Thanksgiving is full of traditions. With a few exceptions, the food on my Thanksgiving table looks almost exactly like the food that was on my parent’s Thanksgiving table year after year. It’s tradition. When my son was 3 years old, he made paper pilgrims and Native Americans in the shape of paper drumsticks at school. I proudly taped them onto the china cabinet. The next year, he found them and taped them back up. Voila — tradition.
One of my favorite Thanksgiving traditions is the music I listen to when I cook.
There are two CDs that I listen to while preparing food on the night before Thanksgiving. The first is George Winston’s "Autumn." The second, and go ahead and chuckle, is the soundtrack to "When Harry Met Sally." At some point, it became tradition for my mom and me to listen to it while doing prep work.
The greatest musical tradition comes on Thanksgiving Day around noon. That’s when I and millions of other Americans tune into local radio stations to hear Arlo Guthrie’s "Alice’s Restaurant" — all 18-plus minutes of it.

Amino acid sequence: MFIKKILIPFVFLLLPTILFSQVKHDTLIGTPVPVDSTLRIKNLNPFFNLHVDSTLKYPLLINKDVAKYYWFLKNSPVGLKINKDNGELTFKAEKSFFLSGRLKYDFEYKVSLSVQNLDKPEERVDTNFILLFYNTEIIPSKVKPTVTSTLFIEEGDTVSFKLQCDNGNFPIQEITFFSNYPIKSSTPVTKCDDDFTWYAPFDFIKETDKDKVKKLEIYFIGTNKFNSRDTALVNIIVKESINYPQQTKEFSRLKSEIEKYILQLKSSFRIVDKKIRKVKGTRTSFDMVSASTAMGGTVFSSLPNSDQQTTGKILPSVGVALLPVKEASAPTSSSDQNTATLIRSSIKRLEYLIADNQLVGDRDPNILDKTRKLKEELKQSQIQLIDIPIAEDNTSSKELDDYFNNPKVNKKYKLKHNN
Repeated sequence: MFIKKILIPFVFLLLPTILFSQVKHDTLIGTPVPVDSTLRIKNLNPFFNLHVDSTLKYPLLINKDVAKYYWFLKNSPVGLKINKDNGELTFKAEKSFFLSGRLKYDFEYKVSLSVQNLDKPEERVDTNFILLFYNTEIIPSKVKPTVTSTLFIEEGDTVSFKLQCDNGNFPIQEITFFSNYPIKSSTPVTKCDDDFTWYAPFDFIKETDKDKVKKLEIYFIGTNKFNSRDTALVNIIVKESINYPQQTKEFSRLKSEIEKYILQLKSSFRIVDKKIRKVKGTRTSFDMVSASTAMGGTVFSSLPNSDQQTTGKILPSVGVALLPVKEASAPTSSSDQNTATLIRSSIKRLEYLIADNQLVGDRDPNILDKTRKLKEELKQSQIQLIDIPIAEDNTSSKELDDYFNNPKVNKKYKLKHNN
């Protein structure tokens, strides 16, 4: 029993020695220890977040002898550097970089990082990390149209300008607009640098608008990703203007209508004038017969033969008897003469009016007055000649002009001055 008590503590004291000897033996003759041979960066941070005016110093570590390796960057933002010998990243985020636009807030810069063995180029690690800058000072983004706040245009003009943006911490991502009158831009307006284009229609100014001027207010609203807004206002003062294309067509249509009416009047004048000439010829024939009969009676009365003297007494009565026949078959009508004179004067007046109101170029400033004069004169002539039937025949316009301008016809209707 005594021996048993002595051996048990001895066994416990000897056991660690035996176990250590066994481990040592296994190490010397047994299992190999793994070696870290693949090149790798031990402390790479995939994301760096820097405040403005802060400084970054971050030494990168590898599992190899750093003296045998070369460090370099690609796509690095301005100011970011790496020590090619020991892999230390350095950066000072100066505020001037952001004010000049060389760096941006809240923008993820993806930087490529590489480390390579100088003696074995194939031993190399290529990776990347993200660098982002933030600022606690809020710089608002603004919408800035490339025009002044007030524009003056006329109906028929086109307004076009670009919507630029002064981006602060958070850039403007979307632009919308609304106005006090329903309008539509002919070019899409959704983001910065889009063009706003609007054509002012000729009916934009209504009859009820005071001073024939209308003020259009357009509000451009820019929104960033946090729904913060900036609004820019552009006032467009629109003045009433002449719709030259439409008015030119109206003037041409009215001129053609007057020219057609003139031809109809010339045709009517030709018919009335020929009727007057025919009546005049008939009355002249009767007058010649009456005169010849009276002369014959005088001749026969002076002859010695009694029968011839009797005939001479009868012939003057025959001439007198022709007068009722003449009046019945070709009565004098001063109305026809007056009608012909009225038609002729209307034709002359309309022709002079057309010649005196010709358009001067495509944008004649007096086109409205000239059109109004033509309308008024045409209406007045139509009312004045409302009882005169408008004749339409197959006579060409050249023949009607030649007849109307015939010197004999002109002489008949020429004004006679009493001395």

Why is this rambling song a Thanksgiving tradition? Well, as we learn in the beginning of the song, “it all started two Thanksgivings ago, was on — two years ago on Thanksgiving.” From there the fun really begins.
If you’ve never listened to this song on Thanksgiving, I suggest you give it a try. You’ll probably end up making it one of your Thanksgiving traditions, too.
Here's just a sampling of some of the radio stations around the country that will be playing it.
Minneapolis/St. Paul — 92 KQRS (92.5 FM) will play “Alice’s Restaurant” on Thanksgiving at 9 a.m. and 2 p.m. as part of the station's annual tradition.
Phoenix — "Alice's Restaruant," is a 100.7 KSLX FM Thanksgiving tradition. It will be played five times at 7,11, 2, 6 and 9 p.m. on Thanksgiving Day.
Santa Barbara, California — As part of a long-standing tradition, KTYD (99.9 FM) will play "Alice's Restaurant Massacree" in its entirety at noon and at 6 p.m. At 3 p.m., they'll play the "Revisited" 2009 version.
For a more extensive list of where you can find it, Radio Survivor has a roundup.
And hey, if you’re still looking for a stuffing recipe at this late date, you can find one from Alice herself (the song is based on a true story). It’s taken from the "Alice’s Restaurant Cookbook."
Whether your holiday involves listening to this classic or not, I hope you all have a wonderful, blessed Thanksgiving.
Editor's note: This story was originally published in November 2009 and has been updated with new information.